Is Facebook tearing us apart? Now there’s a loaded question. Say yes, and, on top of sounding like a Luddite or an insufferable contrarian, you’ll have insulted millions of people. Say no, waving away all qualms, and you risk aligning yourself with an equally lazy camp: those who think that because all novelty is initially resisted, all resistance to novelty will seem laughable in time. Roger Scruton, in The Uses of Pessimism, notes that John Ruskin objected to railroads as “an assault on rural tranquility,” a position we moderns are sure to regard as “quaint.” To take from this example that objections to Facebook will one day sound similarly quaint is to put one’s judgment on autopilot—another invention that must have been terrifying before being indispensable and, finally, a matter of indifference.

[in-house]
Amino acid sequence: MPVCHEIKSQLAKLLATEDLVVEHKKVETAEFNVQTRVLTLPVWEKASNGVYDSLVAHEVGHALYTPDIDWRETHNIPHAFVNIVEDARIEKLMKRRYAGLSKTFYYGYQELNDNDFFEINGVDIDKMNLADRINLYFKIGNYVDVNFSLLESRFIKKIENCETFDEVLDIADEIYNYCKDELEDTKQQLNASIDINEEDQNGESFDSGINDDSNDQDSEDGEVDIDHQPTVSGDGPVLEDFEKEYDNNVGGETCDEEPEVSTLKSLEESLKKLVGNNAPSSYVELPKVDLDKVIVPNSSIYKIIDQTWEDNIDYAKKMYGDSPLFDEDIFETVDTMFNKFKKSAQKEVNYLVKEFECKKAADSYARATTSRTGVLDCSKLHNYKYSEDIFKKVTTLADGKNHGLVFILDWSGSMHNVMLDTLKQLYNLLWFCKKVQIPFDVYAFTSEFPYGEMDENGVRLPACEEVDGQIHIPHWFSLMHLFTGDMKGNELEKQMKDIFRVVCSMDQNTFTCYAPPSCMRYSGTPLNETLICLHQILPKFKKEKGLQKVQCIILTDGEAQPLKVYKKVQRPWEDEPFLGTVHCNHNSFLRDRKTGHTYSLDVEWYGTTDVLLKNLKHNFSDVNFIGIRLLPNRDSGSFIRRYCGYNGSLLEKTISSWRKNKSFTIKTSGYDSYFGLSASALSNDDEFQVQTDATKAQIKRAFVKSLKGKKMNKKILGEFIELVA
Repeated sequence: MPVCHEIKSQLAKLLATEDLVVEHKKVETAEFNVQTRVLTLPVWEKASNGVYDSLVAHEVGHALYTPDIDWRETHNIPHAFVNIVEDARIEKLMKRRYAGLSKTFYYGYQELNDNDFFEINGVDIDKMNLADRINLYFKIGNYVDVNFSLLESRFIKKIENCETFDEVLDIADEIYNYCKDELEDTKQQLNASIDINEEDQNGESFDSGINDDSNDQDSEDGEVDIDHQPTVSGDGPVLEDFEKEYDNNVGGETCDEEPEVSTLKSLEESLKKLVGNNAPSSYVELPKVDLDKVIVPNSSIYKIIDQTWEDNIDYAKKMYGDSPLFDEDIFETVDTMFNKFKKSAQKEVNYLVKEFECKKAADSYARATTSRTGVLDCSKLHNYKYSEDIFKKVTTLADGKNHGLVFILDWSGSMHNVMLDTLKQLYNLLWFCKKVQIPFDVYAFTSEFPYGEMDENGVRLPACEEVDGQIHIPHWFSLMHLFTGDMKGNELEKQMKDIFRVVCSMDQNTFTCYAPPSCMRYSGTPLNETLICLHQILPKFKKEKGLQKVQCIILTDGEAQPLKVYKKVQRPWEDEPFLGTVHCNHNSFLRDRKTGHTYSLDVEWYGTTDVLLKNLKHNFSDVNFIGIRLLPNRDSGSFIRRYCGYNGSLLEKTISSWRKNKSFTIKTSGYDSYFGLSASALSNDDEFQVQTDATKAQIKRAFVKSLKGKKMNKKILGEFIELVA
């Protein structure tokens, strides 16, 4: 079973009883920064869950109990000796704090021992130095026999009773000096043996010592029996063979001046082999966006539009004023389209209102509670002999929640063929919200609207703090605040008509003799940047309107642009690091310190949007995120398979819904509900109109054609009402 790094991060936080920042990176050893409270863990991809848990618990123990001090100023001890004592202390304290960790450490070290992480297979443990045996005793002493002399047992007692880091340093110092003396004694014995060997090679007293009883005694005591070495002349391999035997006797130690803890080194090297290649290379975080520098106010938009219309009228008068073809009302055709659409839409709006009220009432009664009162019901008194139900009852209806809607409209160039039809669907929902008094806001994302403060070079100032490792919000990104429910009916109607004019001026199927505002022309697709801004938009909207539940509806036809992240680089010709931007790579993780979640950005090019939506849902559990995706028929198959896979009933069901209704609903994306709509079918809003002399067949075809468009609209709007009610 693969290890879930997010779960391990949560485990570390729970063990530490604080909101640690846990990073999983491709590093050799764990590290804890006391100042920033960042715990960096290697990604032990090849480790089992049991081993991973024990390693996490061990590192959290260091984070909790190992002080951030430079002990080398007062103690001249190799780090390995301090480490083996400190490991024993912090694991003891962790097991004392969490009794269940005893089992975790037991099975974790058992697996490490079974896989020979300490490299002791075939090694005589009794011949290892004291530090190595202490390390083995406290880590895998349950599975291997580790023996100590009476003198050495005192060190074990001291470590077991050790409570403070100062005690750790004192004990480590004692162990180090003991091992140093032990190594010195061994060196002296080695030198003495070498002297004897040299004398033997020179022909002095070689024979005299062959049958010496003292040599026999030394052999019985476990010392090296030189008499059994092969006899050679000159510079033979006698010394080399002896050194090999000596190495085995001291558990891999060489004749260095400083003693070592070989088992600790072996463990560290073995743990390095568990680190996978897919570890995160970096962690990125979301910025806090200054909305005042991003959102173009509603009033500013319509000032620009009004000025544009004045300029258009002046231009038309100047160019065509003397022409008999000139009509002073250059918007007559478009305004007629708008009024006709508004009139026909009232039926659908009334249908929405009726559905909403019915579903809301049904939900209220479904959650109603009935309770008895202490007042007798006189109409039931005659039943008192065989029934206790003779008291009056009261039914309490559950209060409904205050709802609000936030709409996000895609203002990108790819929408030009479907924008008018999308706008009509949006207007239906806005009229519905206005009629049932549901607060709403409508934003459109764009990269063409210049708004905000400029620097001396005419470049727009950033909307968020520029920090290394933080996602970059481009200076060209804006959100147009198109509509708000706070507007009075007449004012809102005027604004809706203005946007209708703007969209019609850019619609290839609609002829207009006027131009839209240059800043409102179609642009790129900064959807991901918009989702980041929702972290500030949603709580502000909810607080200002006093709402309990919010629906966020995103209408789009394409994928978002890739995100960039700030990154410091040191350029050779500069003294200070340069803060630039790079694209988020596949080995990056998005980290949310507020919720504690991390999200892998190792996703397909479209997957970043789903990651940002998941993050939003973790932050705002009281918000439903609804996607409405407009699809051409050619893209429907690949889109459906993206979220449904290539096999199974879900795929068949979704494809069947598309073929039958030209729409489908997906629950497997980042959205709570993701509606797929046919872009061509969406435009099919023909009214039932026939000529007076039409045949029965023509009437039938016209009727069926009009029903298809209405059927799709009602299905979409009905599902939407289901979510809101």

The British novelist Jonathan Coe’s Terrible Privacy of...

 

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